JW: (Laughs) Well, actually I haven't seen any of the members performing in concert other than Jason Bonham playing with Foreigner, or when he was playing with UFO, actually, here a few years ago. But the 2007 show was the only one in which I've ever seen any of the original members actually performing live.
If you were given one song for which you could invite a Zeppelin member to jam with you, which song would you pick?
SZ: Wow, I would probably say to Jimmy, let's play "Achilles Last Stand."
JK: Good call! That would be good. The double guitars from both of these guys would be awesome.
You guys do a lot of shows in California, Nevada and all along the West Coast. It must be a good feeling to keep selling out these shows despite there being so much of other stuff going on, specially here in LA. Even tonight, I'm sure there are three other shows going on.
SZ: It's a very good feeling! Well you know, you can't get much better than Led Zeppelin. It just has such a wide appeal, and once the people catch on to what we're doing and they think, "Yeah, it's a really good time to go out and hear some live Zep, because these guys do it right." So it's really rewarding.
You hit the same venues quite often, but do you have to keep a certain gap between two shows at a particular venue, just to make sure you don't play there too often too soon?
SZ: Sure yeah, that's just kind of simple economics. People wouldn't come see us if we played every two weeks (laughs).
SM: Probably like twice a year in the circuit of House Of Blues, The Grove and places like that. Plus the venue doesn't want you doing that anyhow.
SZ: And we're branching out more and more into other areas so that's making it easier for us to do more shows.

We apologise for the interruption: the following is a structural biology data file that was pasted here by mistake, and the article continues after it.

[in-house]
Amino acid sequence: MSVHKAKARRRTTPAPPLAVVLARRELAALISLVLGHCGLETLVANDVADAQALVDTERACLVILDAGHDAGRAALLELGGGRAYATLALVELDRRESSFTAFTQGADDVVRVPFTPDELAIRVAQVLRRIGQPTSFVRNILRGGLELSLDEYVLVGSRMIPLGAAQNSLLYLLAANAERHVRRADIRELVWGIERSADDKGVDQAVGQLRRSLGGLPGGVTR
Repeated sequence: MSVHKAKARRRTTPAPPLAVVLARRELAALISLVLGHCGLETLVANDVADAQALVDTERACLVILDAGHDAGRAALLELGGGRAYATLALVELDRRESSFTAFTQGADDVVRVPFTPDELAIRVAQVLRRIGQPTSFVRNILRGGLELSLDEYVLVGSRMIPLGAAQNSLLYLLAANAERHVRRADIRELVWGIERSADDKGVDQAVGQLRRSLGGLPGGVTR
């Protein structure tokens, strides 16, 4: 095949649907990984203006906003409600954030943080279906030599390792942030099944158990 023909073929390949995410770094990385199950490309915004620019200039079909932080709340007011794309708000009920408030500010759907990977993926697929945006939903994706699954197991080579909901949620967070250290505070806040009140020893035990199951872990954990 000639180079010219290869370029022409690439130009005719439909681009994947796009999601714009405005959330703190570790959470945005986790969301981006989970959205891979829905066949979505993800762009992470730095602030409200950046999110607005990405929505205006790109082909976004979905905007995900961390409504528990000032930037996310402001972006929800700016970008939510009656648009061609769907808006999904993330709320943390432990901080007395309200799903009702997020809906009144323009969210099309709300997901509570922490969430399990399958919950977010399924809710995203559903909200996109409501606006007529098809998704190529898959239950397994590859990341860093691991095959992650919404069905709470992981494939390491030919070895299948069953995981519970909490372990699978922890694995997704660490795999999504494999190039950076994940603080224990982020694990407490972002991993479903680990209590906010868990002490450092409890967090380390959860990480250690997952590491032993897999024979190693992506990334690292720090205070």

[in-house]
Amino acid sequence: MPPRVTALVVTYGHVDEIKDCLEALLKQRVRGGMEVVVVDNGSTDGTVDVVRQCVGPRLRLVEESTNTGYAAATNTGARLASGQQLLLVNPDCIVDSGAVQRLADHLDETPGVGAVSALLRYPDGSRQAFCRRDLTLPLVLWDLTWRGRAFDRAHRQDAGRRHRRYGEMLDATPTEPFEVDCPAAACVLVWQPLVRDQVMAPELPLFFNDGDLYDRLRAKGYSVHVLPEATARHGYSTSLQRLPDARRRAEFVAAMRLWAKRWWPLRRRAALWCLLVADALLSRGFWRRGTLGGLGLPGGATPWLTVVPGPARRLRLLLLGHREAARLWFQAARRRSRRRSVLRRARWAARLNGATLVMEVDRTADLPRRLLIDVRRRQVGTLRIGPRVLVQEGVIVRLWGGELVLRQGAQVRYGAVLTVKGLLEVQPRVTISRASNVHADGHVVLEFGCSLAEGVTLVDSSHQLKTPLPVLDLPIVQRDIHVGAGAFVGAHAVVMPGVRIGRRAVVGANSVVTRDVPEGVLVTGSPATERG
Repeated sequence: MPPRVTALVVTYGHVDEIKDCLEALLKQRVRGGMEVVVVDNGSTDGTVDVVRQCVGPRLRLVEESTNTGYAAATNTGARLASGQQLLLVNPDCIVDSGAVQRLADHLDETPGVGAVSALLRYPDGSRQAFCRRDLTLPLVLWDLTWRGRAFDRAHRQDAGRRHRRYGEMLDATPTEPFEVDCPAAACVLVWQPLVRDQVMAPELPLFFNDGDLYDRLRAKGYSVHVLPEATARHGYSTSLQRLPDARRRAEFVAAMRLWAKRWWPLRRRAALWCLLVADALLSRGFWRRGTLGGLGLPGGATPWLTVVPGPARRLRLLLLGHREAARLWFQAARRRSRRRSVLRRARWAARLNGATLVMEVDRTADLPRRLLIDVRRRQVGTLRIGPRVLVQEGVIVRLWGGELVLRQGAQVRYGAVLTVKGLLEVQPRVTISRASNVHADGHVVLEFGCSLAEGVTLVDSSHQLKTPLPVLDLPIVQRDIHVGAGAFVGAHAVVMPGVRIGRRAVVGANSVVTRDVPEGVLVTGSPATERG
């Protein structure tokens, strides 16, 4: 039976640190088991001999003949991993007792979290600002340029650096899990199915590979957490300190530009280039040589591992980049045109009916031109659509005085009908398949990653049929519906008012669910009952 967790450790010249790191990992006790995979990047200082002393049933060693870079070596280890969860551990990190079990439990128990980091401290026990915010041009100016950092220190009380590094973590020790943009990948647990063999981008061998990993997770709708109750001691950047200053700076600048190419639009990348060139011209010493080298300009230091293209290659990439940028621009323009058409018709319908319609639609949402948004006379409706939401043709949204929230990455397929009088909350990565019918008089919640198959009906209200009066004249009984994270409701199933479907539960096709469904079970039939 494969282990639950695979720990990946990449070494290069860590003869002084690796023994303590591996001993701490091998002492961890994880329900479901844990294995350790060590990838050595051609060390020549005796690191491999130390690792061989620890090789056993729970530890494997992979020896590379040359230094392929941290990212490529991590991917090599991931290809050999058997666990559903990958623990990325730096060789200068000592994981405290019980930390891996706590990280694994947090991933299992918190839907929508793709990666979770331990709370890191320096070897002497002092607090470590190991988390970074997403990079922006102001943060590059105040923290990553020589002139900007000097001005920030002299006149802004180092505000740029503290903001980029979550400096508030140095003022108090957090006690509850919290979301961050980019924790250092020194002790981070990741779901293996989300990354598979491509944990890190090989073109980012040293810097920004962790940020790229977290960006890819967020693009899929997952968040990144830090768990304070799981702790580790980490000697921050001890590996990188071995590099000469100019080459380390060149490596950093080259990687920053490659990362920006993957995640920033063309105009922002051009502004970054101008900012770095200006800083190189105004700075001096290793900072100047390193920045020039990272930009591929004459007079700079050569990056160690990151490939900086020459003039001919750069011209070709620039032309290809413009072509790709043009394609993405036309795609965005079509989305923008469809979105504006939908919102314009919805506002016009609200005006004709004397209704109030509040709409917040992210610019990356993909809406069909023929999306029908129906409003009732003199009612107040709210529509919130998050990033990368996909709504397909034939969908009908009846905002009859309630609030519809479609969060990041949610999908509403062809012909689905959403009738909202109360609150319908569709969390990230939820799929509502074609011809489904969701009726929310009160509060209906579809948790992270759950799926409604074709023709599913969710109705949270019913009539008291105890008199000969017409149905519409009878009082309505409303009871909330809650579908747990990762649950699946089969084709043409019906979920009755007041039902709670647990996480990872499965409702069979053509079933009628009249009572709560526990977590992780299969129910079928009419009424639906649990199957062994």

SM: We play in Canada and Mexico from time to time. Just recently we played in Monterrey, Mexico, in front of 5,000-6,000 crazy Zeppelin fans. The vibe is great when you go out of California. I think people are more hungry for music. They are not so spoiled and jaded like they are here, and even though like he said, we're able to keep the momentum going here, to play for an audience that's really hungry and full of enthusiasm is amazing, specially when you go to Mexico. They are really starved of good music.
Have you ever thought of putting together a festival of your own? You could do one in Southern California and get some other tribute bands together, not necessarily just Zeppelin tribute bands but others as well.
SZ: It's a lot of work (laughs). The promotion and organizing business is a whole another mouthful.
There are so many other Zeppelin tribute bands in the LA area as well. Do you get a chance to go and see what your competition is like?
SZ: There are no others (laughs).
SM: And that is not meant as an arrogant statement. It's just the fact that they seem to pop up and in all honesty, they just don't have it together. They don't go in for the look, and they don't even care about that. There are a couple of bands that wear jeans and T-shirts, and they just skate over the music. They don't really "play" it. They don't do the intricate guitar parts, the bass and key parts. They just seem to last for a little bit and then fade away. There are many of those bands that have come and gone.